My Grandma was an amateur Mycologist (mushroom scientist). I’m not sure when she first got into studying them, but she was in her 70s when she was teaching me about them. When I was a kid, we would go foraging for mushrooms in our backyard woods. We lived in the mixed deciduous and coniferous forests of the Mid-Huson Valley in New York state and we found everything from puff balls to the rare Stinkhorn.
In that photo, I’m holding a poisonous Amanita. My Grandma had lots of books about mushrooms, and we would look at her handbooks to identify our finds. Some of her books seemed very scientific and advanced to me. They had a clear methodology for identification, and sometimes that involved doing spore prints to see what color the spores were. Spore prints are easy to make with gilled mushrooms. Just remove the mushroom cap, set it gills side down on paper, and put a glass around it or some other container, to prevent air movements from disturbing it. Leave it there overnight.
Every year, my Grandma and Grandpa went to the North American Mycological Association Annual Foray. One year, they had the Foray near me, and I got to go to see all of the mushrooms that they found! From my understanding, it was a like a convention where all of these people who love mushrooms go out into the countryside to collect mushrooms. They bring them back and identify them and place them on the tables along with signs that have their latin names.
As you can see, they found a lot of mushrooms that year!
My Grandma taught me a lot about science. At 10 years old, I knew all about how mushrooms grew on decaying wood, how their root like structures were called mycelium and lots of other fun facts!
My Grandma was also quite an artist and crafter. I recently inherited some of her artwork and I wanted to share her fungi needleworks and mushroom watercolor paintings. That’s the real reason for writing this post. On the internet, her creations have a much better chance of lasting forever!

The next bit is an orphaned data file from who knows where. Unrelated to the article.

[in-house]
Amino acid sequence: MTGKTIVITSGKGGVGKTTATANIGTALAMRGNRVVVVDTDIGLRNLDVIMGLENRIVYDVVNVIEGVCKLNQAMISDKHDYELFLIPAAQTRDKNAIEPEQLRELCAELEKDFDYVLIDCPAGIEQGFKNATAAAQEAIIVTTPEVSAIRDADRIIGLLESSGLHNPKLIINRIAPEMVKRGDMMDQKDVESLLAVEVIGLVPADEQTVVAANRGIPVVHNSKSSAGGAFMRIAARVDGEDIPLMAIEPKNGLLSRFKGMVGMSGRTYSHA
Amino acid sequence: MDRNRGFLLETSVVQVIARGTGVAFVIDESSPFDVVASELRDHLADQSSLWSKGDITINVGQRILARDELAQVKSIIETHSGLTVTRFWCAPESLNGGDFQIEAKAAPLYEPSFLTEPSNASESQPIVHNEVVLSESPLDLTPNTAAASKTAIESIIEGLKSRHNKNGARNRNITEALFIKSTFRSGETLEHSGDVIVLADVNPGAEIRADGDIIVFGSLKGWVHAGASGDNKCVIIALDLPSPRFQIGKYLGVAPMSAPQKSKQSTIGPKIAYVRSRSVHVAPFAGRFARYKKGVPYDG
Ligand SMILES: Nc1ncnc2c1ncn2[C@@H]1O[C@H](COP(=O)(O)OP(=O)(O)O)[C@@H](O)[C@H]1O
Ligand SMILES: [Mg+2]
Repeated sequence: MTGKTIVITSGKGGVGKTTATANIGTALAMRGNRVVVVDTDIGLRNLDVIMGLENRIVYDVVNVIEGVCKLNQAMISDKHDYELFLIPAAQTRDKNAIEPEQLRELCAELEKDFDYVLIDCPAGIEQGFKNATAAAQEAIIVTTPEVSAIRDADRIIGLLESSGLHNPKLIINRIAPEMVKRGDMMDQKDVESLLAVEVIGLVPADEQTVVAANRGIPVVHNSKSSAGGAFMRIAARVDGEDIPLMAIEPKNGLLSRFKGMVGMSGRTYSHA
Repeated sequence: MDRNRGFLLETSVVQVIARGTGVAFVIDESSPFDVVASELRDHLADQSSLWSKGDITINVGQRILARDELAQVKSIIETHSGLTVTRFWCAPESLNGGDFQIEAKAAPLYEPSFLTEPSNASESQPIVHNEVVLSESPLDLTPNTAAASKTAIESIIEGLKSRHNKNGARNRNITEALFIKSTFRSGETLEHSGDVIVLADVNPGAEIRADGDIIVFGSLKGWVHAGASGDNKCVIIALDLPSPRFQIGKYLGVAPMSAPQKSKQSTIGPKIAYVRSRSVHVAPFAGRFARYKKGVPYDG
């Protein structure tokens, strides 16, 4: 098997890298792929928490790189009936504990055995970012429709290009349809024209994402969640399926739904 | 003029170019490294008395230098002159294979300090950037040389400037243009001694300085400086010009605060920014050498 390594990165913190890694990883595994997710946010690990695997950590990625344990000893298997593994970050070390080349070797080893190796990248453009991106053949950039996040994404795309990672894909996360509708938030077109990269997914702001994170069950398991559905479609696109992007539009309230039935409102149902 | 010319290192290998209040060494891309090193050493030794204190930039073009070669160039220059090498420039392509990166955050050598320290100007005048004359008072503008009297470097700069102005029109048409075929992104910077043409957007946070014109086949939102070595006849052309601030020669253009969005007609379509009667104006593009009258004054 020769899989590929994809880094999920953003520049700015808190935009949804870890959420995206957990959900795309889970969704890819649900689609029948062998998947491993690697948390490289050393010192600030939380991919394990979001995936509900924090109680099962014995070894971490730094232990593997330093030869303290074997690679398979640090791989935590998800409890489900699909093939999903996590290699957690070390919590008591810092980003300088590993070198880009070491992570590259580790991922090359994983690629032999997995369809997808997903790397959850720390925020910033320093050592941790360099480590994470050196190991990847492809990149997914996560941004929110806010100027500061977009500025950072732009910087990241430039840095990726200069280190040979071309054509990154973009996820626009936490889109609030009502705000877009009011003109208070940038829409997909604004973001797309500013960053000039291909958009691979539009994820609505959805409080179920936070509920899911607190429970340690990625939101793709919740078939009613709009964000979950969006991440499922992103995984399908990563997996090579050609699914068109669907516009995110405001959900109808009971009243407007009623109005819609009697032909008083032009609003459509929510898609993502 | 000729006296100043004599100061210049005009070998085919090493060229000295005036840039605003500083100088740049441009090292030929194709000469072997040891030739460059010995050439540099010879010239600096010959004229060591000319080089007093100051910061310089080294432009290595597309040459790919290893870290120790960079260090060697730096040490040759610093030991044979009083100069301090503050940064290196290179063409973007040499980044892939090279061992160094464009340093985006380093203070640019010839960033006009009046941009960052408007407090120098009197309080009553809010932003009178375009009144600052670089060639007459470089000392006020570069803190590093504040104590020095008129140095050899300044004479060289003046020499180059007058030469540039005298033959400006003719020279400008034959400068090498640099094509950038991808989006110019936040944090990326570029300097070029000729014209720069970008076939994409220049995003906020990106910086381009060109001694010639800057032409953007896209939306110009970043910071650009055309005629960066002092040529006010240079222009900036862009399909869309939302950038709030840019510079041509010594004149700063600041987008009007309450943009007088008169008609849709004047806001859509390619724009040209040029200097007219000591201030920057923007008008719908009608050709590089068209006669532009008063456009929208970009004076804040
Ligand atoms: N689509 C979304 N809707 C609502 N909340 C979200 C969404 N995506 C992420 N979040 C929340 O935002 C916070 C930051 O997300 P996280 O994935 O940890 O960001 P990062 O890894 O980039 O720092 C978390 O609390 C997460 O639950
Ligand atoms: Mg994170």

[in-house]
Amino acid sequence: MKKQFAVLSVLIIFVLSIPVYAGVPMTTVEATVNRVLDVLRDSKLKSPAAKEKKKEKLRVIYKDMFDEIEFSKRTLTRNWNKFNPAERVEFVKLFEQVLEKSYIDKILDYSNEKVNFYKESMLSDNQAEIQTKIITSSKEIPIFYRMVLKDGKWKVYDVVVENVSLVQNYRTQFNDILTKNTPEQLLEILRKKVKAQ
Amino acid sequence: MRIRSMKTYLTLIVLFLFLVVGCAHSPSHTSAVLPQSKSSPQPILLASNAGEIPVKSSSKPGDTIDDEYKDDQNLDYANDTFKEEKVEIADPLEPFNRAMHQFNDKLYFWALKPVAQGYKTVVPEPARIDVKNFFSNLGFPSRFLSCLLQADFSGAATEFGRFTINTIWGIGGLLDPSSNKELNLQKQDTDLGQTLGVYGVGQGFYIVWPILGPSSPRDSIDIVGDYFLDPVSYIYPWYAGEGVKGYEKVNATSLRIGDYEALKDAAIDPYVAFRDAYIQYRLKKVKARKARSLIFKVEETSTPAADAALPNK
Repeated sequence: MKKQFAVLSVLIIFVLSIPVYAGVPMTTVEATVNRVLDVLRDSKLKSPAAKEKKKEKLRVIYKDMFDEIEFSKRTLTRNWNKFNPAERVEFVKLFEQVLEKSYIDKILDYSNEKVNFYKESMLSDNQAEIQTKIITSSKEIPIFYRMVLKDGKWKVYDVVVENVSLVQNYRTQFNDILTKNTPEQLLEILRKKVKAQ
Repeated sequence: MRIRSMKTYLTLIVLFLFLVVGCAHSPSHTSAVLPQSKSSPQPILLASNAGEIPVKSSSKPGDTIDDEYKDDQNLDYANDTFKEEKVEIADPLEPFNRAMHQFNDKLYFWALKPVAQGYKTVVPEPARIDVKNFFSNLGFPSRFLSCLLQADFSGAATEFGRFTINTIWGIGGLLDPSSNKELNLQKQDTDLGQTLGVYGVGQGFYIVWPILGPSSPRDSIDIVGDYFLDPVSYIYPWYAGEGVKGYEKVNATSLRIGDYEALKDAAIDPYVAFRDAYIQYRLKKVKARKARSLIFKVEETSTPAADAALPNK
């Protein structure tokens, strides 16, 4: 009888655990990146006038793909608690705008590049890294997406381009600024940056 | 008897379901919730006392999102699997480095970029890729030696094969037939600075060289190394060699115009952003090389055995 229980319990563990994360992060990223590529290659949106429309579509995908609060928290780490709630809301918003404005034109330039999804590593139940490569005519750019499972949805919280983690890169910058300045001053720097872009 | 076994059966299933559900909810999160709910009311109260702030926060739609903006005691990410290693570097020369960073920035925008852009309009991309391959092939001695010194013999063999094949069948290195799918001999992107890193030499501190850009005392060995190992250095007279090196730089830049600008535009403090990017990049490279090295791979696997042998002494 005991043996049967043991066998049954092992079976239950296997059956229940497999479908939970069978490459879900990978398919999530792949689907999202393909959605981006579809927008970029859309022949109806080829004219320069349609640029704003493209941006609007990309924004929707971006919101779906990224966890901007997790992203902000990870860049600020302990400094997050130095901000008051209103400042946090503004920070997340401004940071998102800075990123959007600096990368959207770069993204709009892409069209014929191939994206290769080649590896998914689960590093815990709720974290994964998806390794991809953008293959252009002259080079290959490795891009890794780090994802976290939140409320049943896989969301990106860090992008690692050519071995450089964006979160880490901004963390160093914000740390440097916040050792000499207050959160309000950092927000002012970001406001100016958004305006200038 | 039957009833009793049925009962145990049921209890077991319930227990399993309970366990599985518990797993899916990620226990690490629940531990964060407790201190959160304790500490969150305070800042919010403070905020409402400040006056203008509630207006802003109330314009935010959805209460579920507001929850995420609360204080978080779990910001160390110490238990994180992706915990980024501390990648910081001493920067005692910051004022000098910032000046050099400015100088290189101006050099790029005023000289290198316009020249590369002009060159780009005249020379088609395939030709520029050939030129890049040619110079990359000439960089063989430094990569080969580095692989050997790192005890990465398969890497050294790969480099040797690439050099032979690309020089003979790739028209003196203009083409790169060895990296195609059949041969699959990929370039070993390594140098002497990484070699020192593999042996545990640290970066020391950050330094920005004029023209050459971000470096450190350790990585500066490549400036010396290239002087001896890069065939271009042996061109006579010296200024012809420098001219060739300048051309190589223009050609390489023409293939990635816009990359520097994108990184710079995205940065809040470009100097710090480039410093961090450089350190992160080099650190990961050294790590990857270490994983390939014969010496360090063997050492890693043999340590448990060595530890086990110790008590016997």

So, here we go:
This mushroom needlework has such pretty pink mushrooms. I’m not sure what species they really are, but they remind me of the Red Russula Mushrooms that we often saw on our walks. However, Russula mushrooms have gills, not like those in this needlework.
That’s a nice example of Amanitas in all of their above-ground life stages! Amanitas are usually poisonous (some even deadly), but fortunately are fairly easy to identify. You have to watch out though, because sometimes their rings deteriorate, so you can’t rely on them always having a ring. They do have a cup (at their base), they always grow individually (alone, unattached to others), and often have spots but not always.
We found a Morel mushroom only once. Ever. Apparently, they like to grow under Apple trees and other things we didn’t have.
Thanks for looking at my Grandma’s mushroom art!